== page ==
The Litchfield Hills region is the only landlocked region in Connecticut and makes no hesitation in embracing the inland beauty of New England. With postcard perfect towns, rolling hills, covered bridges, and forested trails dotted with waterfalls, this is quintessential New England.
It’s all about the outdoors. The Appalachian Trail runs through here, and entertainment consists of canoeing, kayaking, hiking or picking fruit at local farms. Nightlife is a firepit with stars overhead. Summer and fall are the peak seasons – there are a couple ski resorts in the region, but winter is quieter.
There are a few sizable towns. Danbury is an attractive city to the southwest of the region, and home to Western Connecticut State University, once known for its hat making. Waterbury, a city to the southeast of the region with a dense suburban feel, was once the center of the American brass industry. Torrington, in the north of the region, is a small city, once a mill town, and has a dense suburban feel.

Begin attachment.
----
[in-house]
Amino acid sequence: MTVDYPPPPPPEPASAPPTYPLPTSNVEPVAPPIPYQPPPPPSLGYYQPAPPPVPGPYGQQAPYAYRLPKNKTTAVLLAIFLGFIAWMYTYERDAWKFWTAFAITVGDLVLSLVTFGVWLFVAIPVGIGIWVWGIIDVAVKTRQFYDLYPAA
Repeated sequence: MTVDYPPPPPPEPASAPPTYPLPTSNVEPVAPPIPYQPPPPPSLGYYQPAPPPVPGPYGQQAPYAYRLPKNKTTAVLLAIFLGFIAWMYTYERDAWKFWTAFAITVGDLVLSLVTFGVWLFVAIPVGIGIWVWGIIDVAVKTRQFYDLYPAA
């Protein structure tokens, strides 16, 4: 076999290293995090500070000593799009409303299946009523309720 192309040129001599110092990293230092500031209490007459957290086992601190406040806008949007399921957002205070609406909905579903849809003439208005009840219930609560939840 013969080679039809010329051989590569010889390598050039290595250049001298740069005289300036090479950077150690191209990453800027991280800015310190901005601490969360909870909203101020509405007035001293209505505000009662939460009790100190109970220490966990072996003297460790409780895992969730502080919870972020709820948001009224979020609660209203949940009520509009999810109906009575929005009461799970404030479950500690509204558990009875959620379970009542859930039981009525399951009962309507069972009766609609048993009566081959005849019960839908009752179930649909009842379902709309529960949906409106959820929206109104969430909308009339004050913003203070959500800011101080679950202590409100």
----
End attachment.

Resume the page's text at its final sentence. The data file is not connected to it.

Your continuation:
Beyond these, the region is pretty much small towns and villages. Litchfield (the town) is a must stop. Here you can shop the boutiques along West Street, dine at one of the several restaurants, and stroll around this charming community and its pretty homes. Other picturesque towns of note include New Preston, Kent, Washington, and Woodbury.
Favorite hikes can be found at Kent Falls State Park, Dennis Hill State Park and Haystack Mountain State Park in Norfolk, White Memorial Conservation Center in Litchfield, Cathedral Pines Trail in Cornwall, and Mine Hill Preserve in Roxbury. Canoe or kayak on Lake Waramaug, Bantam Lake, Mount Tom State Park, Candlewood Lake, or Lake Lillinonah.
There are so many areas in New England that lend themselves to scenic drives, and the Litchfield Hills is one of these. A drive connecting New Preston, Litchfield, Goshen, Winsted, North Canaan, West Cornwall, Kent and Warren will pretty much take you through all the beauty that is this region. The Connecticut Wine Trail will also take you to a number of wineries in the area.
So there’s only one question left – why aren’t you here yet?